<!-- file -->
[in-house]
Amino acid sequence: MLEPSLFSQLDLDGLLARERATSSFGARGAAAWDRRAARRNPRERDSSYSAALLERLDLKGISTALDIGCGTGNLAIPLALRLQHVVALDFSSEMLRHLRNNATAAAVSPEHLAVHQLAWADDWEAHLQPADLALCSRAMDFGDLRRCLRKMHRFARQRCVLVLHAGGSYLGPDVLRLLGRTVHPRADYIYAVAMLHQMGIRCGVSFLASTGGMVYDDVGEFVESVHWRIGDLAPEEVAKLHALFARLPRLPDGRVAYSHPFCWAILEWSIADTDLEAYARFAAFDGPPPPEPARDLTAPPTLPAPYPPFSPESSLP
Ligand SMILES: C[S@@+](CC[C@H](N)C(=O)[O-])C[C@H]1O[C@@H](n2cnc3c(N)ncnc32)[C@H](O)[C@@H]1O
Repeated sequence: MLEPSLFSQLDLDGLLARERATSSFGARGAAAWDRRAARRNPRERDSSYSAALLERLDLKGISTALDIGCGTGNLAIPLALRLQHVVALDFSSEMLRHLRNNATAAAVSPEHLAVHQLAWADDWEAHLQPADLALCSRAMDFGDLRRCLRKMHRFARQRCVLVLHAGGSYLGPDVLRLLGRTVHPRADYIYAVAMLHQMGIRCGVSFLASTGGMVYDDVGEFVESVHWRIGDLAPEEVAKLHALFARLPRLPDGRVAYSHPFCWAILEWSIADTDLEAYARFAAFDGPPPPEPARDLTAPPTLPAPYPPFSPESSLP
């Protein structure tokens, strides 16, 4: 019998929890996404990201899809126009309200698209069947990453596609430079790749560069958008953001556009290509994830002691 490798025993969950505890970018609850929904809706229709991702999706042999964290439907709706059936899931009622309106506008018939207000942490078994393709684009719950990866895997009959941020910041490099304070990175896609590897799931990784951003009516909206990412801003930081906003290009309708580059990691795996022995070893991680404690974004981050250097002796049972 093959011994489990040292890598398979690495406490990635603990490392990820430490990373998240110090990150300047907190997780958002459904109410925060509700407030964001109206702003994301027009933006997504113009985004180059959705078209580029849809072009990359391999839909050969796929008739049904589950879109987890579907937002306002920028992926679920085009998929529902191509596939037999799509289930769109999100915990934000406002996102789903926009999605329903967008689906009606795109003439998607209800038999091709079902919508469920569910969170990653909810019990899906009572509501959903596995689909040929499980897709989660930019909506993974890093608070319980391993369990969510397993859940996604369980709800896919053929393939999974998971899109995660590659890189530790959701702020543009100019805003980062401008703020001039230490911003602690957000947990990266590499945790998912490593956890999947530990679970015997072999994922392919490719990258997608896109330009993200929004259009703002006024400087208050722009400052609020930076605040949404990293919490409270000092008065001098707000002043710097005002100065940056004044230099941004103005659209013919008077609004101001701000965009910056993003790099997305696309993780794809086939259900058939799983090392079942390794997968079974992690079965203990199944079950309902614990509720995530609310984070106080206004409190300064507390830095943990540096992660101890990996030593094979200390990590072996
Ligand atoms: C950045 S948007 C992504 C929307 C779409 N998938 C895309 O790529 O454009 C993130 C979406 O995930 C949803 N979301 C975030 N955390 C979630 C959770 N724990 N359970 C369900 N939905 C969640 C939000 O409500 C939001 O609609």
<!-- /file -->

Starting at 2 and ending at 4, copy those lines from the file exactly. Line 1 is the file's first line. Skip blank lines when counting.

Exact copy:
Amino acid sequence: MLEPSLFSQLDLDGLLARERATSSFGARGAAAWDRRAARRNPRERDSSYSAALLERLDLKGISTALDIGCGTGNLAIPLALRLQHVVALDFSSEMLRHLRNNATAAAVSPEHLAVHQLAWADDWEAHLQPADLALCSRAMDFGDLRRCLRKMHRFARQRCVLVLHAGGSYLGPDVLRLLGRTVHPRADYIYAVAMLHQMGIRCGVSFLASTGGMVYDDVGEFVESVHWRIGDLAPEEVAKLHALFARLPRLPDGRVAYSHPFCWAILEWSIADTDLEAYARFAAFDGPPPPEPARDLTAPPTLPAPYPPFSPESSLP
Ligand SMILES: C[S@@+](CC[C@H](N)C(=O)[O-])C[C@H]1O[C@@H](n2cnc3c(N)ncnc32)[C@H](O)[C@@H]1O
Repeated sequence: MLEPSLFSQLDLDGLLARERATSSFGARGAAAWDRRAARRNPRERDSSYSAALLERLDLKGISTALDIGCGTGNLAIPLALRLQHVVALDFSSEMLRHLRNNATAAAVSPEHLAVHQLAWADDWEAHLQPADLALCSRAMDFGDLRRCLRKMHRFARQRCVLVLHAGGSYLGPDVLRLLGRTVHPRADYIYAVAMLHQMGIRCGVSFLASTGGMVYDDVGEFVESVHWRIGDLAPEEVAKLHALFARLPRLPDGRVAYSHPFCWAILEWSIADTDLEAYARFAAFDGPPPPEPARDLTAPPTLPAPYPPFSPESSLP